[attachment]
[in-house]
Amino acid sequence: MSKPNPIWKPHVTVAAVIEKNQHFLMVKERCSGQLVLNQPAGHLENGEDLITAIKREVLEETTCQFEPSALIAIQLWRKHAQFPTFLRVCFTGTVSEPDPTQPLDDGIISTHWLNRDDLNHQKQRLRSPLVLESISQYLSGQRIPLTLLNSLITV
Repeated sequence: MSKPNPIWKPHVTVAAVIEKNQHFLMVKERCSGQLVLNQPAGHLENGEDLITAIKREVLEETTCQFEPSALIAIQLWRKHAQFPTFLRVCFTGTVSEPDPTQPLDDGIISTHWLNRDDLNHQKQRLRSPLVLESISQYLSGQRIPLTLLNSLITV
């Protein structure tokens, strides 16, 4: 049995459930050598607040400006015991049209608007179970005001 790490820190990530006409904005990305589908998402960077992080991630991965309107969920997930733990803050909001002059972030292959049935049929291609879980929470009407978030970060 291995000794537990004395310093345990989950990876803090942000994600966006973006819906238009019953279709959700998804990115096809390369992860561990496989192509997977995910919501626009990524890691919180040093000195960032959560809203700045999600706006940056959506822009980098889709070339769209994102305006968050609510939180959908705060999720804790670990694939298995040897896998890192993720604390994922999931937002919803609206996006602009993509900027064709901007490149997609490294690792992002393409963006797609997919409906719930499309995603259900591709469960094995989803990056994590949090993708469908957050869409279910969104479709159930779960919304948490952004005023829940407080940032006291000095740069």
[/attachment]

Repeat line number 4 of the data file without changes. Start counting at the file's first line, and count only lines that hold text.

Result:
């Protein structure tokens, strides 16, 4: 049995459930050598607040400006015991049209608007179970005001 790490820190990530006409904005990305589908998402960077992080991630991965309107969920997930733990803050909001002059972030292959049935049929291609879980929470009407978030970060 291995000794537990004395310093345990989950990876803090942000994600966006973006819906238009019953279709959700998804990115096809390369992860561990496989192509997977995910919501626009990524890691919180040093000195960032959560809203700045999600706006940056959506822009980098889709070339769209994102305006968050609510939180959908705060999720804790670990694939298995040897896998890192993720604390994922999931937002919803609206996006602009993509900027064709901007490149997609490294690792992002393409963006797609997919409906719930499309995603259900591709469960094995989803990056994590949090993708469908957050869409279910969104479709159930779960919304948490952004005023829940407080940032006291000095740069």